At home, a person can retreat into their routines, their job title. No one can hide behind a facade for 4 months in this environment. Out here, the collective is going to call out bad behaviour. With 50 plus people on board now, and more that have come and gone, this is a prime location for socially oriented people. There are those in the group who manage to keep their distance and still integrate well when they chose, but this is not the ideal spot for those who need their space.
This expedition is very much a social experiment. As one of those things that need to be experienced to be fully understood, it is nice to have new friends (at a minimum through social media) to share memories with going forward. For the 2 of us, it is wonderful that we have each other.
Africa as a Backdrop
Africa is a fascinating, diverse, wonderful and sometimes challenging place to ride a bicycle. We have been lucky to avoid rain for the most part, but extreme heat presented difficulties. Challenging roads, heavy traffic in the large centres, and encroaching humanity can be intense. 4 months in a tent as a “home away from home” dictates that it really helps to enjoy camping.
We have made the argument many times that travel by bicycle lets the world in at a pace where the details reveal themselves while still covering significant ground. We have traversed 10 countries, spending long enough in each one to get a sense of its geography and it’s people. The tour has taken us through remote areas where villagers have stood behind rope barriers to watch us set up our travelling show, but we have also ventured into the big cities and seen a side of the continent that may appear to be more like our western world, but often comes with an unattractive underbelly. We have had the good fortune of visiting the Pyramids, taken a safari, seen Victoria Falls and other top tourist draws. The tour is structured so that on our days off we are meant to fend for ourselves, in a way forcing us to interact with locals, get sick on street food and (probably) realize how lucky we are to be spending most of our time in the “TDA bubble.”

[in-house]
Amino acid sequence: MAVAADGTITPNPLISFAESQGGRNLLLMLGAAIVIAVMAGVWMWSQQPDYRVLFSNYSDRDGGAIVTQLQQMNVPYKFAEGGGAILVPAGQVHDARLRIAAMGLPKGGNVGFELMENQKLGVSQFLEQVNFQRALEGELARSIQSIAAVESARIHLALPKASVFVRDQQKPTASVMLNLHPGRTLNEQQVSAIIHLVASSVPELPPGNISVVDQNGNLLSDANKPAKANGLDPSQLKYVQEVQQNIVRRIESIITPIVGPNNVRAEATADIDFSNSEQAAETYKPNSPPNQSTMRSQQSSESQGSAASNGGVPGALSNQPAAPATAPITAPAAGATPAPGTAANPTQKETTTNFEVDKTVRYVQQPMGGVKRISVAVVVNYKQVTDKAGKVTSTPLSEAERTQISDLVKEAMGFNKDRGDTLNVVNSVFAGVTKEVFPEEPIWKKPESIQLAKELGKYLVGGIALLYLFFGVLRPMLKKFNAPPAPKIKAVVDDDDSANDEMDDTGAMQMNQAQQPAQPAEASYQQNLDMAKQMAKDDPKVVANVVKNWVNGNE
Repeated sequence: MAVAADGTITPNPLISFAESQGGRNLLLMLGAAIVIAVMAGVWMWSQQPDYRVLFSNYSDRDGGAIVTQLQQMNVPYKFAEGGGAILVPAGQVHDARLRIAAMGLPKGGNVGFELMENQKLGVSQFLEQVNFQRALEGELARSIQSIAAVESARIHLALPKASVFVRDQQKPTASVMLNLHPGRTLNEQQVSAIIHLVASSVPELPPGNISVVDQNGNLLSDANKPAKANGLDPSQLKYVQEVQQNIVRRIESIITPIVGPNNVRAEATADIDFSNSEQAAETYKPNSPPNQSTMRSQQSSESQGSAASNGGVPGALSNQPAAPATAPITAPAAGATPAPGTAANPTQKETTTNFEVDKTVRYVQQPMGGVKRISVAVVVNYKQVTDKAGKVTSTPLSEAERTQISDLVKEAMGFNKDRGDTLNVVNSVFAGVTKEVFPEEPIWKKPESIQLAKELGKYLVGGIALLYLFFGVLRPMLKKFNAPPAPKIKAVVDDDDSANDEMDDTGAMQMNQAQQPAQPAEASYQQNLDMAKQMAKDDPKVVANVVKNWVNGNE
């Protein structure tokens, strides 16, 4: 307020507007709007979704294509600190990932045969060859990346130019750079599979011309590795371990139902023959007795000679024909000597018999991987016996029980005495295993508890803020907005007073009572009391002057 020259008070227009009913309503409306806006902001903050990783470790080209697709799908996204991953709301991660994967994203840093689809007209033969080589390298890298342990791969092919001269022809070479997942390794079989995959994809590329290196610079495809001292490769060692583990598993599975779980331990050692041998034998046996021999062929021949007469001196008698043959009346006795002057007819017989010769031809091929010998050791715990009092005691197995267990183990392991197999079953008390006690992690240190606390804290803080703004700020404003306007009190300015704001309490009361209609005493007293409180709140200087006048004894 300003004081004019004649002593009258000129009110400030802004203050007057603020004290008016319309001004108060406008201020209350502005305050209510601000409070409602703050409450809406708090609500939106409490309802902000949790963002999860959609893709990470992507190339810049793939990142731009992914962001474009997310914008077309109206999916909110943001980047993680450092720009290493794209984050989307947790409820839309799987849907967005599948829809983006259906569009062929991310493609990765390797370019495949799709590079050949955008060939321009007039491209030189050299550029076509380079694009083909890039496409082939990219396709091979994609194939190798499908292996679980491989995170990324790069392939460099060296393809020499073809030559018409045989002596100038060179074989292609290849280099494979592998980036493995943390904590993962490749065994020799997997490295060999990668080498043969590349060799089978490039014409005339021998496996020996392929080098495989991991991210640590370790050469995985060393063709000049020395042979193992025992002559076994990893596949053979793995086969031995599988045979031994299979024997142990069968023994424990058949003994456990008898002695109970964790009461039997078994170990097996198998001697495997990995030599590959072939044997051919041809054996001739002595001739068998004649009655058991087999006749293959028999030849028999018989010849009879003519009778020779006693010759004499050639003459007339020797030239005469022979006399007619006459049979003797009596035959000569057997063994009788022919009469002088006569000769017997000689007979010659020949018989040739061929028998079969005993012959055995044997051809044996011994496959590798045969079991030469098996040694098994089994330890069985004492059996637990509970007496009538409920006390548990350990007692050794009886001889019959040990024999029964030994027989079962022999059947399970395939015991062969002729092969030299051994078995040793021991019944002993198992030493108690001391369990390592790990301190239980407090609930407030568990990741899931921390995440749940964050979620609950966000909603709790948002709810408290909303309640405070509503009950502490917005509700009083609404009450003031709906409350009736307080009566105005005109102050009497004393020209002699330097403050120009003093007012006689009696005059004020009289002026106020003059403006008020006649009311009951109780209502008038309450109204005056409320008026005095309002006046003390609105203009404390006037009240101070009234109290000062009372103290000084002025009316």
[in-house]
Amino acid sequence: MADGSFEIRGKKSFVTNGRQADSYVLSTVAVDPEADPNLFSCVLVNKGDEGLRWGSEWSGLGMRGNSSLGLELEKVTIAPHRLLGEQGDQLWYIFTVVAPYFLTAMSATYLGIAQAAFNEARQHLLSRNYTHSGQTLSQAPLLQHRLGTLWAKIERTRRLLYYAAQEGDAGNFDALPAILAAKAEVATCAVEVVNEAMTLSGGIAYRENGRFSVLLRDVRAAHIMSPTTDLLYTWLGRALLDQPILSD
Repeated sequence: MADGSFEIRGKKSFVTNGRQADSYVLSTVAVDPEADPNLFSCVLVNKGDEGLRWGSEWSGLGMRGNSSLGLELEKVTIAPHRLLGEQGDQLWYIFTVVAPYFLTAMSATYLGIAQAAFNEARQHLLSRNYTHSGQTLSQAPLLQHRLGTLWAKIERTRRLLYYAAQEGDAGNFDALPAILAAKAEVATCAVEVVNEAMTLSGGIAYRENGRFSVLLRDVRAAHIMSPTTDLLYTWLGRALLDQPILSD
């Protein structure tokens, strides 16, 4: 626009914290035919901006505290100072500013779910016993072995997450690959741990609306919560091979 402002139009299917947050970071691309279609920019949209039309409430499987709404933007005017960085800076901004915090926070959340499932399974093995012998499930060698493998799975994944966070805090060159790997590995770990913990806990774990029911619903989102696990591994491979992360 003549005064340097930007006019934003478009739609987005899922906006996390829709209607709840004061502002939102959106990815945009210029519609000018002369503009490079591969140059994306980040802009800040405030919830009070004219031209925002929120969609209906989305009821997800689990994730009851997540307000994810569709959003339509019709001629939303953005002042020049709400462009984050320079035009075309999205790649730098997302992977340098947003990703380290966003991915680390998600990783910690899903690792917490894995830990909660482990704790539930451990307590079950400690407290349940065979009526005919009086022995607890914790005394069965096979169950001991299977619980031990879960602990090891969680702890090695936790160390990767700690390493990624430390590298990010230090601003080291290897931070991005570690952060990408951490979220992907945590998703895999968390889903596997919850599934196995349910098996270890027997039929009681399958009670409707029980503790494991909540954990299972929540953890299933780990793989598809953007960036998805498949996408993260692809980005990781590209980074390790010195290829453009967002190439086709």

In 2003 the Cairo to Capetown route was mostly gravel, another factor which contributed to the foreboding look of the 10th year anniversary book. The 15 % of the route that remains gravel brought us through areas with remote populations (Tanzania) and incredible stretches of beautiful desolation (Namibia) while testing our mettle.
Up until recently the route through South Africa was mostly gravel. We are enjoying a new coastal route which was fashioned to make the end of the tour more “friendly” for riders. The scenery after crossing the Orange River and entering the country was a continuation of the baron landscapes of Namibia. After nondescript nights in Springbok and Garies, a hard day’s cycling (the last century ride with 30 km of gravel thrown in) brought us to the upscale town of Strandfontein on the coast. There we swam in the 1st salt water we have seen since the Red Sea in Egypt, confirmation of the fact that our journey is coming to an end.
We can recommend the experience unequivocally. Riders wanted.
Thank you for reading.